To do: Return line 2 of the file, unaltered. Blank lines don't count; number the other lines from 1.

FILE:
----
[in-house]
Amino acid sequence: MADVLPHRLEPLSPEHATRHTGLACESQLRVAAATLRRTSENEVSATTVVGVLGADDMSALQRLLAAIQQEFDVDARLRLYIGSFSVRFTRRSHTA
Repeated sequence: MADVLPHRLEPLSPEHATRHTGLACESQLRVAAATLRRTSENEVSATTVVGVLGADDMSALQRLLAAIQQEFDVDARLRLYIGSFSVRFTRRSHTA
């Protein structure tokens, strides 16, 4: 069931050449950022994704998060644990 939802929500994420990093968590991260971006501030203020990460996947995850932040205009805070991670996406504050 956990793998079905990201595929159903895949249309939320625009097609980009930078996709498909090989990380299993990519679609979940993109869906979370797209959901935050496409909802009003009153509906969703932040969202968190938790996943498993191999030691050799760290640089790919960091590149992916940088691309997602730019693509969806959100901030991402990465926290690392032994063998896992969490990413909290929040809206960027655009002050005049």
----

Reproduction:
Amino acid sequence: MADVLPHRLEPLSPEHATRHTGLACESQLRVAAATLRRTSENEVSATTVVGVLGADDMSALQRLLAAIQQEFDVDARLRLYIGSFSVRFTRRSHTA